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Design's Crystal Ball: So-What Sketches

Audrey Crane Audrey Crane 3 min read

Wouldn't it be nice if we could predict the future impact of design work? After all, if the work we do doesn't have an impact, why do we bother? To answer this seemingly obvious (albeit complex) question, DesignMap has developed a practice we call “so-what" sketches. Learn how so-what sketches can act as a crystal ball to empower product and design teams to more accurately predict the outcomes of our work.

A few years ago, Jason, a (very senior and widely respected) Design Director confessed to me that he wasn’t a fan of personas. Not only wasn’t a fan of them, but he downright disliked doing them and thought they were a waste of time. 


I mean, I love personas. I love doing the research, I love our methodology for developing them with our clients, I love the clarity and direction they give our products. But his take was this: they didn’t make any difference in the ultimate design of the product. 

Of course, we all know this just can’t be true, right? Alan Cooper, the great forerunner in our field and inventor of Design Personas freed us from the world of software designed by engineers for engineers (but used by people like you and me). Kim Goodwin, the VP of Design at Cooper for 11 years says, “A persona is a user archetype you can use to help guide decisions about product features, navigation, interactions and even visual design.” 

We’re all familiar with criticism of personas by now. A Google search of “personas are dead, long live personas” yields about 200 results. Nevertheless, Jason’s criticism stuck with me for it’s simplicity: if personas don’t have an impact, why do we bother? And if they should have an impact, how do we know that they actually do? 

And with that, “so-what" sketches were born here at DesignMap. 

Following each persona development exercise, we began setting aside time for "so-what" sketches. We divided the persona team, which always includes researchers, designers, product managers, and engineers, into groups based on the primary, secondary, and perhaps even negative personas. Next, we selected a screen, often the dashboard or home screen, and sketched a version optimized for that specific persona.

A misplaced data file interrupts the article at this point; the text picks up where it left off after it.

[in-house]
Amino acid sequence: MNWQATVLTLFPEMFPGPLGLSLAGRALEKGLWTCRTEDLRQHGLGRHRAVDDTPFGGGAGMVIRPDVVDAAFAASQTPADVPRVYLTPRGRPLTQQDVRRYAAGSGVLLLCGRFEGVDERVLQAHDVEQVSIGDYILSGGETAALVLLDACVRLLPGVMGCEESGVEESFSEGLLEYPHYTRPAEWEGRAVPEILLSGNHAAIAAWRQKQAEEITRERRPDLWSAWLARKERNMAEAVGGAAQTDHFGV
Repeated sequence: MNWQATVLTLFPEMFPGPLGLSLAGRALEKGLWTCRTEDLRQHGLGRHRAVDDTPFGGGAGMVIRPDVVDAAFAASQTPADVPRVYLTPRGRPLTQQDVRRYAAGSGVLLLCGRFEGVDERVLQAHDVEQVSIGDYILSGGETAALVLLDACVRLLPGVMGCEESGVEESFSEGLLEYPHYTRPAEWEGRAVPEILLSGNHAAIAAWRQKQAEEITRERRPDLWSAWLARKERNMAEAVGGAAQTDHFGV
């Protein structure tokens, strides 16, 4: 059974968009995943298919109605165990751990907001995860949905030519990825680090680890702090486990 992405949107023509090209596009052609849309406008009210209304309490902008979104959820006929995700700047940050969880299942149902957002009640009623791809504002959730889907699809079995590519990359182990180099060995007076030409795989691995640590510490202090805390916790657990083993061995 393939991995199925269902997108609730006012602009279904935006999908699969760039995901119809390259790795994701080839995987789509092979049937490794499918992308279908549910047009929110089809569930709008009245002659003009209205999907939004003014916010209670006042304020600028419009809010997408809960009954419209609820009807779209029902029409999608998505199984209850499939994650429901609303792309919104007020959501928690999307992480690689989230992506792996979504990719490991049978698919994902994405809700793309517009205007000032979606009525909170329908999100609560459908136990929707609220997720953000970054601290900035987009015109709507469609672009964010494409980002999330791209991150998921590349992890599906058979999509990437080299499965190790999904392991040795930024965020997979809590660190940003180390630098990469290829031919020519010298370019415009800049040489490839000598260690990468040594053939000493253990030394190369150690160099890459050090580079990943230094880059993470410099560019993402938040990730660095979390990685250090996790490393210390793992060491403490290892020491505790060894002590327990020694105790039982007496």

In one word, these so-what sketches are awesome.

What they essentially do is bring the moment of impact closer, from a feature, workflow, or screen that we might develop in a few weeks or months to literally the next day. We do this type of thing in life all the time! It's kind of like how chef Samin Nosrat suggests seasoning just a spoonful of a dish to test different ingredients — what might a dash of vinegar do or a pinch of salt? By experimenting with just a small sampling of the greater whole, you can see how things balance out before changing the whole pot.

In design, "so what" does several things for us:

  • reminds us that personas must be immediately useful, preventing us from getting bogged down in irrelevant demographic details (like the number of pets or eye color) which can be at best, distracting and at worst, harmful
  • ensures that personas include meaningful, goal-directed information 
  • help the team see how personas could make a difference in decision making (which is especially helpful if our clients are going to be leveraging the designs and not us)
  • acts as a bridge between the insights that the personas represent and the impact they should have on the product

In short, it’s a neat, tangible way of predicting the future of your work — where it’s headed and how it will be helpful (or not).

Since we first developed this technique for personas, we’ve broadened the application to all kinds of activities. “So what?” has become useful shorthand for a series of questions:

  • Why are we doing this?
  • What impact do we expect from this effort?
  • What lightweight activity can we include to bring the impact as close as possible to what we're doing?
  • If we can't answer these questions, should we be doing this at all?
Three examples of quick sketches of very different screens for different personas

These questions can be applied not only to personas but to any effort we undertake. It is a sign of both rigor and maturity that sometimes we can say “no” to some of these questions. It demonstrates our ability to stop and pivot to something more meaningful if we're uncertain about why we're pursuing a certain activity or how it will impact our work. (You can see this show up in our flexible design framework, too.)

Table showing examples of “so-what” activities, including: Primary activity: Persona development / Secondary activity: Sketches of a key screen oriented towards each persona to show how the product 
would be different depending on which persona is primary; Primary activity: Stakeholder interviews, landscape reviews or user research
that synthesize into insights / Secondary activity: Sketches or prototypes of a workflow or two to show how the an insight would show up in the UX and impact the users; Primary activity: Ontology or system model of 
a product or platform / Secondary activity: Sketches of how the product might change
to reflect the new model
Examples of “so-what” activities

The concept of so-what sketches is especially powerful when design teams are engaged in heavily strategic work — our favorite kind of work! So-what sketches help us keep our eye on where we’re headed with it. My friend Nate Zager says at AT&T they use the question, “To what end?” More elegant, but very much the same idea. I’d love to hear from others if they have similar tools.

If you are interested in talking more about how you might apply this concept, or how we might help you with some strategic work, please reach out! I’d love to chat.